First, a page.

Alright this is a question I found on one of my books:

Given is a stream cipher which uses a single LFSR as key stream generator. The LFSR has a degree of 256.

  • How many plaintext/ciphertext bit pairs are needed to launch a successful attack?
  • Describe all steps of the attack in detail and develop the formulae that need to be solved.

What I don't understand is how the author came with the answers.

First it seems that one would need 512 consecutive pairs of plaintext/ciphertext to launch an attack, which consists of creating a system of 256 linear equations and solving them, that much I understand.

My question is: why do we need 512 consecutive plaintext/ciphertext pairs if we are going to construct a system of only 256 equations? Shouldn't it be 256 pairs?


2 Answers 2


The number of consecutive plaintext-ciphertext pairs $(x_i,y_i)$ of bits necessary is 256 if we know the LFSR taps (equivalently: the reduction polynomial) in advance, for the reason explained in the question. 512 is when we do not, because it creates more unknowns: the coefficients of the polynomial, in addition to the initial state.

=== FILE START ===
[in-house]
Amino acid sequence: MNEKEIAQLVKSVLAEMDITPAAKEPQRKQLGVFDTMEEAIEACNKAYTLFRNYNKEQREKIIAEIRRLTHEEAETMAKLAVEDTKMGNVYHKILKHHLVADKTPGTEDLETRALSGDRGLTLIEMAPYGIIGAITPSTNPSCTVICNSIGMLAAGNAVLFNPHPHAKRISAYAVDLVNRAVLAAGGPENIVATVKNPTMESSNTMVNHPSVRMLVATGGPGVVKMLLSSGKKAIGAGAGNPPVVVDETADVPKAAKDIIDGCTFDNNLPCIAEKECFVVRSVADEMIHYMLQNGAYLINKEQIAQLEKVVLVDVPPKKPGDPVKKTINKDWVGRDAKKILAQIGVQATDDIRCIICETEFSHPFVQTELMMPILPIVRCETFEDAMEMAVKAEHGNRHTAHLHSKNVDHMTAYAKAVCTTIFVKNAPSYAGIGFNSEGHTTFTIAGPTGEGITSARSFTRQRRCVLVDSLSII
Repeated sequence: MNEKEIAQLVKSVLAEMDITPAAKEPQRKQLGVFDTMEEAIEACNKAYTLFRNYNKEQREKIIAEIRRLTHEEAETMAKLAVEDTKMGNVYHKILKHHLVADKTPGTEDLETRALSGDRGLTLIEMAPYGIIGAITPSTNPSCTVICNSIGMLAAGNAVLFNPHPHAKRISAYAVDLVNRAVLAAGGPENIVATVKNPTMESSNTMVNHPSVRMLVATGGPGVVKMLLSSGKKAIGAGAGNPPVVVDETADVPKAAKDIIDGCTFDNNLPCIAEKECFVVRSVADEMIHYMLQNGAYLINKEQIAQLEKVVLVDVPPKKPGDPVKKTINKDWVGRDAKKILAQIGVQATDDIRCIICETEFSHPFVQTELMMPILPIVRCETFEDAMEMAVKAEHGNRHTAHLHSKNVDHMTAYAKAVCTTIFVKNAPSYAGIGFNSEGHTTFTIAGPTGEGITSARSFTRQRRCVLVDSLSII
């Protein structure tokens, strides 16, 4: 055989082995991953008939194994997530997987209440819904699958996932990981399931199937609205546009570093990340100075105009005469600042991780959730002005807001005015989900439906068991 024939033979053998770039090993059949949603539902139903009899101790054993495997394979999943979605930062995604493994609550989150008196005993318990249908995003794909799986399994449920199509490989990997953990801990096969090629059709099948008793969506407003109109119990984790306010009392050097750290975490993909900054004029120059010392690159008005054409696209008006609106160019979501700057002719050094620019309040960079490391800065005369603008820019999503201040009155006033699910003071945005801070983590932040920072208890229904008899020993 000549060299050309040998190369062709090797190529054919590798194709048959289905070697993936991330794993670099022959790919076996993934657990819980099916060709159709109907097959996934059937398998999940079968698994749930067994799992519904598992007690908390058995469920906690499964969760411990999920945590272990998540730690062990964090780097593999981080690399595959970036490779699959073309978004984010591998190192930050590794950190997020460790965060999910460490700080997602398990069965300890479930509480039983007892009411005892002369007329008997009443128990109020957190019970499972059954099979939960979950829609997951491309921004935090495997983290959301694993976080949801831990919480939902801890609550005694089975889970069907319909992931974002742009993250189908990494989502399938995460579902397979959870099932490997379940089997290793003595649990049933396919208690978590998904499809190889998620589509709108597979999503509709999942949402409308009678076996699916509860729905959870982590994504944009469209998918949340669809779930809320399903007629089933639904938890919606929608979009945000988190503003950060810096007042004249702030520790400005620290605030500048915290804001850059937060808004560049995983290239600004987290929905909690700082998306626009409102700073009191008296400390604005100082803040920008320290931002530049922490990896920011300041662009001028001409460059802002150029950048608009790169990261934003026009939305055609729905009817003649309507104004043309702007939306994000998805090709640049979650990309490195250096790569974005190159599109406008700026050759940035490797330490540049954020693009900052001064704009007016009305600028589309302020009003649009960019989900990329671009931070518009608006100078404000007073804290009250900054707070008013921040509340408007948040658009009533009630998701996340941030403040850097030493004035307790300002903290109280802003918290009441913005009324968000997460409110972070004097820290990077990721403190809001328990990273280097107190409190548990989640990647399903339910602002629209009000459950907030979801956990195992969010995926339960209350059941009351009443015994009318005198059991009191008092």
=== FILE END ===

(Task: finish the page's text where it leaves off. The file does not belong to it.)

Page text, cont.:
If we know the LFSR taps, the initial state is all that's unknown, and is directly given by the vector of the first 256 values of $x_i\oplus y_i$ for an LFSR in Fibonacci form (within a reflection, depending on notation). In Galois form, one option to find the initial state is to solve a system of equations.

If the LFSR taps are unknown, a standard algorithm is Berlekamp-Massey, which reconstructs the shortest LFSR state and feedback polynomial matching a given sequence of $x_i\oplus y_i$ (without taking the degree as input).

PS: I found the solution floating online, and adapted my notation to that. It is assumed that the feedback polynomial is initially unknown (or equivalently part of the key), hence the 512 pairs. The resolution is not explicitly per Berlekamp-Massey. Rather

  • With the LFSR in Fibonacci form, the first 256 $x_i\oplus y_i$ give the initial internal state. The only remaining unknowns are the 256 coefficients $p_i$ of the feedback polynomial.
  • These 256 remaining unknowns are found by solving a system of 256 equations with 256 unknowns, built using the 512 $x_i\oplus y_i$. That system states that the internal state evolves from the first 256 $x_i\oplus y_i$ to the next 256 $x_i\oplus y_i$ after 256 steps with the reduction polynomial defined by the $p_i$.

It would be better if you copy the answer here. By the way, if I've found the problem and solution correctly, in the solution is pointed that you need 256 pairs of 512-bits pliantext/ciphertext data to form the equation system, not 512 pairs!

  • $\begingroup$ I'm curious about this solution, and how it can need "256 pairs of 512-bits pliantext/ciphertext data", which is 131072 or perhaps 262144 bits, when at most 1024 bits (512 pairs of bits) will do. $\endgroup$
    – fgrieu
    Commented Apr 12, 2020 at 9:12

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